Welcome to Grillist, our annual celebration of all things smoke and fire. Join us all summer long as we get up in your grill with expert BBQ advice, insightful interviews, and bad grilling puns -- but mostly those first two.
This 10-Pound Stuffed Pizza Is a Crust-Lover's Dream
No one ever said grilling had to be fancy, but my God, there's a hell of a lot more nuance involved than slapping a hunk of meat over an open flame and waiting until it's done. For all of the scientific complexities that go into barbecuing, smoking, and charring meats and vegetables, backyard grill culture is a notoriously lazy one. Don't be one of those inattentive grill cooks who doesn't even have an opinion about propane vs. charcoal -- get yourself learned with these essential grilling and BBQ cookbooks, each an imperative foundation in the chargrilled canon. Collect them all to achieve flame-taming mastery.
Husband-and-wife pair Greg and Gabi are the chefs behind Portland, Oregon's Ox, a restaurant known for its flame-kissed fare. Take a cue from these 2017 James Beard Award winners: Think of fire as "relaxing and enchanting, something that can intrigue and mesmerize." The partners' zenned-out approach to grilling stems directly from their studies of the Argentinian techniques that Mallmann espouses, taken to its logical end in grilled desserts and smoked cocktails. While there are some decidedly high-brow recipes in their book (grilled foie gras, anyone?), the primary focus echoes the mentality of their ethos at Ox in using seasonal ingredients, which means great things for vegetarians. But perhaps the most rewarding revelation is for the meat eaters in the form of "black gold": Greg and Gabi advise collecting the drippings from your grilled meats and flavor with herbs and other aromatics to devise an otherworldly yet enormously simple dressing or sauce.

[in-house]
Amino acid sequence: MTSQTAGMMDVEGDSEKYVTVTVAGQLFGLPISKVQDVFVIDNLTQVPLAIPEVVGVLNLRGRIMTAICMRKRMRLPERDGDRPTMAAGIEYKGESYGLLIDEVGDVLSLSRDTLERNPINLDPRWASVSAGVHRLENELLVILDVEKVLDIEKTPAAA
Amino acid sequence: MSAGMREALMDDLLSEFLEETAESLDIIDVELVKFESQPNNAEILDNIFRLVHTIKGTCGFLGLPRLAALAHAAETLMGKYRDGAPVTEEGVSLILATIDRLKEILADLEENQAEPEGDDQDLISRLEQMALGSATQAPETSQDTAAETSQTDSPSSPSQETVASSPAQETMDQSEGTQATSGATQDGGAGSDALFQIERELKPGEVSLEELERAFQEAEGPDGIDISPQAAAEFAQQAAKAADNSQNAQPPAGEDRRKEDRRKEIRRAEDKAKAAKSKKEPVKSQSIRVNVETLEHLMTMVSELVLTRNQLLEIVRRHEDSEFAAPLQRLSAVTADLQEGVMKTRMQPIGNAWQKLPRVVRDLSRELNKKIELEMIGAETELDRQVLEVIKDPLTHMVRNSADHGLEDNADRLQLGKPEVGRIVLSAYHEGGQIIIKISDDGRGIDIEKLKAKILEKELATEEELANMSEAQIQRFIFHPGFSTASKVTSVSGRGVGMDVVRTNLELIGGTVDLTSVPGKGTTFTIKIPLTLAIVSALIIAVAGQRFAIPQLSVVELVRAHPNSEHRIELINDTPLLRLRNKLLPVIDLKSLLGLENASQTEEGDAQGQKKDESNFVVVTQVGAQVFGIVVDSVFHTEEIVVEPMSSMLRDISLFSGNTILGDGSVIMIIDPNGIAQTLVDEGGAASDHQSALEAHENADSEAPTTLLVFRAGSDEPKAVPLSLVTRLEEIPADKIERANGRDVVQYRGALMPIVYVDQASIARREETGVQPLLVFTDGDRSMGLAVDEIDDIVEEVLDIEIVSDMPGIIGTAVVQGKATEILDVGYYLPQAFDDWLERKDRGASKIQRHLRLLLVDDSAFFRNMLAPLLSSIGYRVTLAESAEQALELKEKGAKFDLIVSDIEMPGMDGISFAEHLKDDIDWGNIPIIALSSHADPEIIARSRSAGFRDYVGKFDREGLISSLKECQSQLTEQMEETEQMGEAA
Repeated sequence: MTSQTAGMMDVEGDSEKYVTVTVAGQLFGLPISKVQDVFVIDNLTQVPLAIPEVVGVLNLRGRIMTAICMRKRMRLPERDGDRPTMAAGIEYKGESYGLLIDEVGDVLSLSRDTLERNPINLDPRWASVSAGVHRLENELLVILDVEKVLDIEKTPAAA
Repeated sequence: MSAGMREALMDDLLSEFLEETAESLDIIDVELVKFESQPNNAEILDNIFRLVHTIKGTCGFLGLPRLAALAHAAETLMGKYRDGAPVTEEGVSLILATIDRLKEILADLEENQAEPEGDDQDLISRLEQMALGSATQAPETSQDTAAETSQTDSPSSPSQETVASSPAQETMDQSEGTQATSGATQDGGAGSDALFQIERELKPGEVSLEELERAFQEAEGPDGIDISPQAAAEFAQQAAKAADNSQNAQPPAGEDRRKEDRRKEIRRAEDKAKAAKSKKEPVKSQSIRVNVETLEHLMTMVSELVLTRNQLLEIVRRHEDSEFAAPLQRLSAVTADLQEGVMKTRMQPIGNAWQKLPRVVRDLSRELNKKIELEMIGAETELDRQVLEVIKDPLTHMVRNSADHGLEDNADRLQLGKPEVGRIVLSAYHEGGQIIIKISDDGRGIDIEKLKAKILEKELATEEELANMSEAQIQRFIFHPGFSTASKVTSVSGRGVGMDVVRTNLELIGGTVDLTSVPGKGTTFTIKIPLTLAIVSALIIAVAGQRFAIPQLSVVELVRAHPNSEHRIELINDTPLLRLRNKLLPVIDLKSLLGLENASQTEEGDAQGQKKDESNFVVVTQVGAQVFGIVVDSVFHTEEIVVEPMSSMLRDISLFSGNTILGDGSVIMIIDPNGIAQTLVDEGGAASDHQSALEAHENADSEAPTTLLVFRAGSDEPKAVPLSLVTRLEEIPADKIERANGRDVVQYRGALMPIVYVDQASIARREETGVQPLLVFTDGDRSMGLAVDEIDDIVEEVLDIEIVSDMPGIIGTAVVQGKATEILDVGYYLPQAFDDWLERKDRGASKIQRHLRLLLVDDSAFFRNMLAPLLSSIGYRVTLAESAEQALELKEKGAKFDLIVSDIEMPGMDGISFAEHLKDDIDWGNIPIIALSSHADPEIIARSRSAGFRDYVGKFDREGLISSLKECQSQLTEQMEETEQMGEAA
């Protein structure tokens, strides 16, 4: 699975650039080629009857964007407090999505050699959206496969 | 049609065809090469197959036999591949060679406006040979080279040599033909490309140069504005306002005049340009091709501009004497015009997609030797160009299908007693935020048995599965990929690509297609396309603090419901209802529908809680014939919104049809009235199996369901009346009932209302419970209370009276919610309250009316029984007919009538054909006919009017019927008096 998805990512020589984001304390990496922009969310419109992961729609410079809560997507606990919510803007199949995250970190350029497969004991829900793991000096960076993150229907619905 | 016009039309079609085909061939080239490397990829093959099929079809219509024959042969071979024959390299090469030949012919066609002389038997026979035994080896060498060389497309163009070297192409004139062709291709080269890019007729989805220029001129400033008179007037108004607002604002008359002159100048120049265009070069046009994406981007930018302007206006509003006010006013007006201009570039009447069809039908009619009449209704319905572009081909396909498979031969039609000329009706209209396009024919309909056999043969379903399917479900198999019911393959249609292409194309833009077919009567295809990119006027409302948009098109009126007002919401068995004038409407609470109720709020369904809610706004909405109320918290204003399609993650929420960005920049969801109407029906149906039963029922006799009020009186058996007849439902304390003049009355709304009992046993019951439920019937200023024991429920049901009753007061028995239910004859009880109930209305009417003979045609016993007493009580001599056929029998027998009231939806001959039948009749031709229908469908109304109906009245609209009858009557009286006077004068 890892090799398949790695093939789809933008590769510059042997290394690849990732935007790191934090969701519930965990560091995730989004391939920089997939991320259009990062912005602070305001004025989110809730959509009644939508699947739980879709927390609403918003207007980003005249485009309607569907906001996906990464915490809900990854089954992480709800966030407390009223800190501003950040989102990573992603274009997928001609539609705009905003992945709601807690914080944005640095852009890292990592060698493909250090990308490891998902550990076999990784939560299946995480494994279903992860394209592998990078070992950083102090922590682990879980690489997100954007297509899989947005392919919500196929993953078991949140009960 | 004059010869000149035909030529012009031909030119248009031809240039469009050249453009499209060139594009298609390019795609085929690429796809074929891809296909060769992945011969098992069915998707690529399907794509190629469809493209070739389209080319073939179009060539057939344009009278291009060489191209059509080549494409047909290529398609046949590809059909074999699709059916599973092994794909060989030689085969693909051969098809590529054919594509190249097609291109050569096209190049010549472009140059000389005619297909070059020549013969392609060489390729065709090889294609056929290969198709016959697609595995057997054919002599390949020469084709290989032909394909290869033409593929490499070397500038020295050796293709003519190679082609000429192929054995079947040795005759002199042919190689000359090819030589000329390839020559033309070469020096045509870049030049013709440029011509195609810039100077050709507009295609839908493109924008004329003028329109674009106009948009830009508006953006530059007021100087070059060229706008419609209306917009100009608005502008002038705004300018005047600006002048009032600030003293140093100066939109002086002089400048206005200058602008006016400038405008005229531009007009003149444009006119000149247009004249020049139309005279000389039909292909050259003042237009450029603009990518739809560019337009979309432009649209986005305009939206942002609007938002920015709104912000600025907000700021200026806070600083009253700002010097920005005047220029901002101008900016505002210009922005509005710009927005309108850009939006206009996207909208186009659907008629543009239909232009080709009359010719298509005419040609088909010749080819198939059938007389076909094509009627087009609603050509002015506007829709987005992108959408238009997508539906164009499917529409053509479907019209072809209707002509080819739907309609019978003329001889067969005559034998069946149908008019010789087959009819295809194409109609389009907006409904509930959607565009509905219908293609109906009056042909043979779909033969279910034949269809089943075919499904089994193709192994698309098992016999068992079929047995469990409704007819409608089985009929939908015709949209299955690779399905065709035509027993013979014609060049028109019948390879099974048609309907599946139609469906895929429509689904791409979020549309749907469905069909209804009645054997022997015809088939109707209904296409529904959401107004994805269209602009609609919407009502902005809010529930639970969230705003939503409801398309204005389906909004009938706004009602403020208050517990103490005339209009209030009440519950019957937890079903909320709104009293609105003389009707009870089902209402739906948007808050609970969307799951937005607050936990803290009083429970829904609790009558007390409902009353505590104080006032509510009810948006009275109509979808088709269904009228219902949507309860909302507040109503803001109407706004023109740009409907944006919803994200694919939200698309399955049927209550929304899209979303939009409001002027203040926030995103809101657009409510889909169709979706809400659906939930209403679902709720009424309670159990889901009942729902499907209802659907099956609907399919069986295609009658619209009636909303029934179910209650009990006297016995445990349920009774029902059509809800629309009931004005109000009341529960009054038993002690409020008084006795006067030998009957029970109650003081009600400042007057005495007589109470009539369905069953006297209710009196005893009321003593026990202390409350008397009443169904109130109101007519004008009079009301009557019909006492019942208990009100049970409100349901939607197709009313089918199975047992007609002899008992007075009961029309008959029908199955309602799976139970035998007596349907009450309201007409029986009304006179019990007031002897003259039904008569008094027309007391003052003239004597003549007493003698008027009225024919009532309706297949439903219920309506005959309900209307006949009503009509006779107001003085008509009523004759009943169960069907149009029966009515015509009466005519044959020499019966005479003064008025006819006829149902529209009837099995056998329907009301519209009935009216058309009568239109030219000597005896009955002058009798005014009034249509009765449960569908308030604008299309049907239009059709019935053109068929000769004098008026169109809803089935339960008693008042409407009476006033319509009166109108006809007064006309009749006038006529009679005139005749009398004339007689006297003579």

Francis Mallman is South America's most famous chef, aptly distinguished as the godfather of the open flame. After stints in the world's finest restaurants, the Argentinian chef has spent much of his career breaking down the barrier between food and the kitchen, returning to cooking in its most simple form. He approachably walks through the literal seven types of fire techniques, from the traditional parilla to the equivalent of a cauldron. The recipes range from the extremely simple to the highly ambitious: as in, a lamb al asador, complete with timed itinerary that lasts most of the day. There's a primal sense as you flip through pages of pictures of splayed rib cages and the insides of fish open to a spit, but that's exactly what grilling should be all about: a callback to our deep connections with ingredients and the simplest measures taken to make them taste delicious.
If a man who willingly goes by the name "Meathead" writes a book about meat, rest assured it will be reliable AF. Everybody loves this cookbook, and everybody loves Meathead Goldwyn. A longtime BBQ judge and proprietor of the site AmazingRibs.com, Goldwyn is fanatic in his love for properly smoked and cooked cuts -- one look at the site will tell you as much. But in the cookbook, he dives into the weeds with his technical prowess of the ins-and-outs of barbecue, but he writes without pretension as if he were offering advice to an interested, slightly dumb friend. This book is best-known and most-praised for its meat myth busting, so all you rib boilin', salt rubbin' monsters out there are in for a rude wake up call in Meathead.
Elizabeth Karmel is out to break every single bullshit gender stereotype that the grilling game has been fostering since the past... forever. Growing up in North Carolina, Karmel was raised on the vinegary style of barbecue the region hawks, eventually becoming keen on making Carolina-style BBQ herself. The rest is herstory (which, as an unabashed pun user herself, Karmel would approve). With her mission to get women in front of the grill in tow, Taming theFlame is approachable and welcoming, perfect for the absolute beginner who's a tad intimidated with all there is to know. Karmel, insanely knowledgeable and charming, includes an FAQ-stylized rundown of all the questions you could possibly have, and a BBQ dictionary to unmuddle terms you've pretended to understand.
TV host and author Steve Raichlen has written many, many cookbooks about grilling by now, but maybe none have surpassed the eminence of How to Grill. Published back in 2001, this book has a few outdated cues (pretty sure nobody's using mail-order anything anymore), but when it comes to the basic essentials like smoking brisket, making pulled pork, or nailing the perfect burger, the information itself is indispensable. His newer books, namely Project Smoke, have become more artfully sophisticated, but you know you're getting solid advice regardless of the pretty pictures when it's coming from Raichlen.